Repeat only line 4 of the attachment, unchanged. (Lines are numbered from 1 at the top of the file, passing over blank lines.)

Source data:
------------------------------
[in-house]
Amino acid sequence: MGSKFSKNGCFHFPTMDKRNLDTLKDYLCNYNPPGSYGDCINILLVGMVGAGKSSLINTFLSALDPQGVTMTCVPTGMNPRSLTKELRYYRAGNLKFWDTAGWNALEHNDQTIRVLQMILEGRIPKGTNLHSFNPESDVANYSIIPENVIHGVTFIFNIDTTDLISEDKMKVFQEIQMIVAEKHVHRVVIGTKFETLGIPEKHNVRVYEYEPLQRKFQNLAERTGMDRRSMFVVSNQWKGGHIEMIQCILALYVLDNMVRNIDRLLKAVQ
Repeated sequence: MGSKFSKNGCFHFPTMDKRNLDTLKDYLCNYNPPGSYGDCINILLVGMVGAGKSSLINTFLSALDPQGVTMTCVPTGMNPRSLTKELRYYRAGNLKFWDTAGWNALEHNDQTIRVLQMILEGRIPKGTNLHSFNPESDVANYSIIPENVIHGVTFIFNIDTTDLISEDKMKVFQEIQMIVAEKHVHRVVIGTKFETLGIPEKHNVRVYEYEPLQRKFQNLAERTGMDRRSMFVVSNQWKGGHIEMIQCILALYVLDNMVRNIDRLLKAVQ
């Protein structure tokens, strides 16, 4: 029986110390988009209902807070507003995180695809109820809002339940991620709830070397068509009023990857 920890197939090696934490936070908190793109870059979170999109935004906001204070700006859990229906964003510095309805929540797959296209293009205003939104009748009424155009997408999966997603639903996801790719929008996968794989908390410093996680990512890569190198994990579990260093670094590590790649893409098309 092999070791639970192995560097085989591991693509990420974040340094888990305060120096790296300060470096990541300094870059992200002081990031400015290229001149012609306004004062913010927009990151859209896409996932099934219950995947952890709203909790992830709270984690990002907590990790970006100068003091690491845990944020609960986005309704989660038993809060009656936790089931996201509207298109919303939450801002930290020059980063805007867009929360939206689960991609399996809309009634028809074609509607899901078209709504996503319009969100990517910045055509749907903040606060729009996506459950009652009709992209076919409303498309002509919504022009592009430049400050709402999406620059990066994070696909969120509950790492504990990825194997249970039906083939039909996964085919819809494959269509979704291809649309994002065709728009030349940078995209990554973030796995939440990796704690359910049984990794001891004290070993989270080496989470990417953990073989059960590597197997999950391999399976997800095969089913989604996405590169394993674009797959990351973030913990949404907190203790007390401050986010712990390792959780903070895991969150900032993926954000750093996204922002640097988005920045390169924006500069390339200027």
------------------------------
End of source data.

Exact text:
């Protein structure tokens, strides 16, 4: 029986110390988009209902807070507003995180695809109820809002339940991620709830070397068509009023990857 920890197939090696934490936070908190793109870059979170999109935004906001204070700006859990229906964003510095309805929540797959296209293009205003939104009748009424155009997408999966997603639903996801790719929008996968794989908390410093996680990512890569190198994990579990260093670094590590790649893409098309 092999070791639970192995560097085989591991693509990420974040340094888990305060120096790296300060470096990541300094870059992200002081990031400015290229001149012609306004004062913010927009990151859209896409996932099934219950995947952890709203909790992830709270984690990002907590990790970006100068003091690491845990944020609960986005309704989660038993809060009656936790089931996201509207298109919303939450801002930290020059980063805007867009929360939206689960991609399996809309009634028809074609509607899901078209709504996503319009969100990517910045055509749907903040606060729009996506459950009652009709992209076919409303498309002509919504022009592009430049400050709402999406620059990066994070696909969120509950790492504990990825194997249970039906083939039909996964085919819809494959269509979704291809649309994002065709728009030349940078995209990554973030796995939440990796704690359910049984990794001891004290070993989270080496989470990417953990073989059960590597197997999950391999399976997800095969089913989604996405590169394993674009797959990351973030913990949404907190203790007390401050986010712990390792959780903070895991969150900032993926954000750093996204922002640097988005920045390169924006500069390339200027």